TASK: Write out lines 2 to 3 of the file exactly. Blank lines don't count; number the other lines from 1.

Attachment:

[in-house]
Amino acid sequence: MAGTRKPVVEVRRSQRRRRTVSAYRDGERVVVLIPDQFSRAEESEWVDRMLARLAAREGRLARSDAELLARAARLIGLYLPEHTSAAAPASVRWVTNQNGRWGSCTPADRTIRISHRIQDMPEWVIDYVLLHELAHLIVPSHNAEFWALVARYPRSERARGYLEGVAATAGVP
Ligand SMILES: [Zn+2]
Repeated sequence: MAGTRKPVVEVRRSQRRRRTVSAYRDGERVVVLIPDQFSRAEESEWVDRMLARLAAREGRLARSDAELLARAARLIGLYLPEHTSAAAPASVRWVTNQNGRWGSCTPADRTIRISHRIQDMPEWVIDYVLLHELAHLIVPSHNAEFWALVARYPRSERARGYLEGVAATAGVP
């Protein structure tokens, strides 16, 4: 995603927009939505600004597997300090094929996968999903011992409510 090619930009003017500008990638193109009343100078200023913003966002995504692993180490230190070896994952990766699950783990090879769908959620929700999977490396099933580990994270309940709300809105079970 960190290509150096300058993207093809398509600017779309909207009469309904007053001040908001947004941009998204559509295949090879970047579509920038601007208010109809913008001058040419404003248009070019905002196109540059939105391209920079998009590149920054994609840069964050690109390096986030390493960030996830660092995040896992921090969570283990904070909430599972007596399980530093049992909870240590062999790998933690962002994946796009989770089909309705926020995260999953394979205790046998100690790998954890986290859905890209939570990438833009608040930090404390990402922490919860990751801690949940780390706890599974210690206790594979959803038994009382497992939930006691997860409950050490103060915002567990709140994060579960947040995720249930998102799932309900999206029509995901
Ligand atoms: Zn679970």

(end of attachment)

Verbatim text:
Amino acid sequence: MAGTRKPVVEVRRSQRRRRTVSAYRDGERVVVLIPDQFSRAEESEWVDRMLARLAAREGRLARSDAELLARAARLIGLYLPEHTSAAAPASVRWVTNQNGRWGSCTPADRTIRISHRIQDMPEWVIDYVLLHELAHLIVPSHNAEFWALVARYPRSERARGYLEGVAATAGVP
Ligand SMILES: [Zn+2]